Granola bars are often a quick snack throughout the day to provide a boost of energy and satisfy hunger in between meals, but some of the most common bars may not be as a healthy as they claim.

The Food and Drug Administration served Kind LLC, the company behind Kind Bars, with a warning letter to clean up their act March 17. The company was found in violation of multiple infractions containing their labels.

In August 2014, the FDA looked into the labeling four of Kind Bar’s products. The FDA revealed that the Kind Bar flavors Almond and Apricot, Almond and Coconut, Peanut Butter and Dark Chocolate +Protein, as well as Dark Chocolate Cherry Cashew + Antioxidants were all misbranded.

According to the report, the biggest violation points to the labels bearing statements that imply the product is good for keeping a good health regime. Phrases such as “good source of fiber,” “low sodium,” “no trans fat,” and “+ protein,” appear on some or all of the products in question.

Aside from pointing out blunt errors, the FDA moves on to pick out exact violations of the bars and why they are not in accordance with mandates. One example pertains to the claim that the bars are “antioxidant-rich.”

The FDA mandates that “antioxidant-rich” food are classified as such when they account for 20 percent or more of more of a Reference Daily Intake nutrients that have been recognized as antioxidants, such as Vitamin C, Vitamin E or beta carotene.

In the case of Kind, the Nutrition Facts label stipulate that the products contain 15% of the daily value for Vitamin E, zero percent of Vitamin C and A.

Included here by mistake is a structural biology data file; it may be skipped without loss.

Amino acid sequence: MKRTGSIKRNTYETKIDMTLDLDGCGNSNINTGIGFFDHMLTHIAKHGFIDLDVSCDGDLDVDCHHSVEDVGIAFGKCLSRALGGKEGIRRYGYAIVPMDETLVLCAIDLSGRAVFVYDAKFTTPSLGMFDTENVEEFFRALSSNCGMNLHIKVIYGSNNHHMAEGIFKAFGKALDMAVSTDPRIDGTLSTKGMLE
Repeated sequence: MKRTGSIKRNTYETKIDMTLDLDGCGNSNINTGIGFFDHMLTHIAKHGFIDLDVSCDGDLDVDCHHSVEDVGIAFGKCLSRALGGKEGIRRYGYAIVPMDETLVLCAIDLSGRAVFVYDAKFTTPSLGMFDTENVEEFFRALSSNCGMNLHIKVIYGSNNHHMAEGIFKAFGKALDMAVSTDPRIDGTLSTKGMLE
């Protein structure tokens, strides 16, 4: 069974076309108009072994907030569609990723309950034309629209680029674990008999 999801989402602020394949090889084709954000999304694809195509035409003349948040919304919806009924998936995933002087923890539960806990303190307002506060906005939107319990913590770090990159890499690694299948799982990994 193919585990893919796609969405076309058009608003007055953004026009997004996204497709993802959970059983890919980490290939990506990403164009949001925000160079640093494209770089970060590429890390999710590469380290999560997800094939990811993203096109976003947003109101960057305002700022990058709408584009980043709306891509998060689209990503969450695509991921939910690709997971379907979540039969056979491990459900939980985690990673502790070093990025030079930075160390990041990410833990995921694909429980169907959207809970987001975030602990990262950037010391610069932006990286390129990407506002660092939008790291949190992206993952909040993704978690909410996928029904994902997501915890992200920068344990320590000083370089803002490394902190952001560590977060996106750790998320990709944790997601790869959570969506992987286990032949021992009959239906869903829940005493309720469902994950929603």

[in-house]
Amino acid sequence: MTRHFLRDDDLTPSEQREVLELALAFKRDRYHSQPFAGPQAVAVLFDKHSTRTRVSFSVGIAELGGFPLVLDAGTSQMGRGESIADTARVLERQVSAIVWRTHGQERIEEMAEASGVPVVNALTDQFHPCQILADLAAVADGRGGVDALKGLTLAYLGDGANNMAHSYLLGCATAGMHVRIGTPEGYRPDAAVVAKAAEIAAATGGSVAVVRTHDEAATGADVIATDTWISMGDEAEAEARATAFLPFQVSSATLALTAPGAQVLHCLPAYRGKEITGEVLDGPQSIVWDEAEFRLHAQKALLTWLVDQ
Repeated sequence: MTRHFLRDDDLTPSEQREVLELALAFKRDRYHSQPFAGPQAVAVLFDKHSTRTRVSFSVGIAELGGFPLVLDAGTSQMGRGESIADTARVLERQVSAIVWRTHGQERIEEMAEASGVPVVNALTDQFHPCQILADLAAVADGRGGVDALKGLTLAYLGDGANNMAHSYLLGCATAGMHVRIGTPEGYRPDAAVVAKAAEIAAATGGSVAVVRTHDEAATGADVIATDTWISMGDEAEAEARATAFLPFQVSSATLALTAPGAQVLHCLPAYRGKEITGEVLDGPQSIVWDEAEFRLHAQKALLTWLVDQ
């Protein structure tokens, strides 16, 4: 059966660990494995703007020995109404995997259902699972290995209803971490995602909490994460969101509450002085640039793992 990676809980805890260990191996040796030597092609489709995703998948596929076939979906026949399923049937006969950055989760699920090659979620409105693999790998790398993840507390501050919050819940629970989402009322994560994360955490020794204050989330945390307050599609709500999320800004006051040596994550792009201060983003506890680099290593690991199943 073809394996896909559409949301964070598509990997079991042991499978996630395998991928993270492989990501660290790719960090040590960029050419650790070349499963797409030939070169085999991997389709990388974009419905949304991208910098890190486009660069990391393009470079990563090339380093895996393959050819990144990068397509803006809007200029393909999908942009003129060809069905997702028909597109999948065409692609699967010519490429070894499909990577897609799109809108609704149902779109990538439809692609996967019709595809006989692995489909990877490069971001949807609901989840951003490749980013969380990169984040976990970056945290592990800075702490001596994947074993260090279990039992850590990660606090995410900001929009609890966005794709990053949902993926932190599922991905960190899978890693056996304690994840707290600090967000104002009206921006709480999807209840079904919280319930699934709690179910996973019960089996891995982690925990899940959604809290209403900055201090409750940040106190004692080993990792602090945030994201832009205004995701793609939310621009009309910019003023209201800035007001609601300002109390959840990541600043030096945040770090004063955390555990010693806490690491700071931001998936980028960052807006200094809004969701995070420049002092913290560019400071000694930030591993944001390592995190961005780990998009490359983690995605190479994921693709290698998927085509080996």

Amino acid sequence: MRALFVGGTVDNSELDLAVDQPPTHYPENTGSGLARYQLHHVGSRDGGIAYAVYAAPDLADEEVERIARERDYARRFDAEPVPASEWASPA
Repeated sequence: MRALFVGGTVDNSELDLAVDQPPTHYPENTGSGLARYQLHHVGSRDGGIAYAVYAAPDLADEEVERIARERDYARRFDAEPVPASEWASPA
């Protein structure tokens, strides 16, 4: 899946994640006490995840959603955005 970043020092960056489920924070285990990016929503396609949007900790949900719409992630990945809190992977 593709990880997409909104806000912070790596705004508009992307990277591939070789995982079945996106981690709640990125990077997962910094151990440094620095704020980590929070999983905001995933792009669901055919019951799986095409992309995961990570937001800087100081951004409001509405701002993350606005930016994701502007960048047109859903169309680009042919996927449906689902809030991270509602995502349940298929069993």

Another phrase favored by Kind Bars is “healthy,” but the FDA reports that Kind cannot use healthy because it does not meet the requirements. In order to be classified as healthy, a product cannot exceed 15% of calories from saturated fat or exceed 1 gram of saturated fat per 40 grams Reference Amount Customarily Consumed (RACC).

In addition to misbranding, the bars do not contain proper allergen information. The products contain soy; however, the allergen notice does not make note that. They also use the phrase “tree nuts” in place of the specific nuts used in the bars and “dairy” in place of milk.

A final issue the FDA had with Kind LLC was that they do not have a permanent address listed. The address listed on the product labels is in fact a PO box, and the FDA’s attempts to track down their physical address through a 411 search pulled up multiple locations in New York for the company.

Kind LLC announced on their website,, Tuesday that they are currently in the process of working on the new labels.

The company also chose to defend why their bars are healthy. A key ingredient in the bars is nuts; however, nuts contain fats that exceed the FDA approved amount.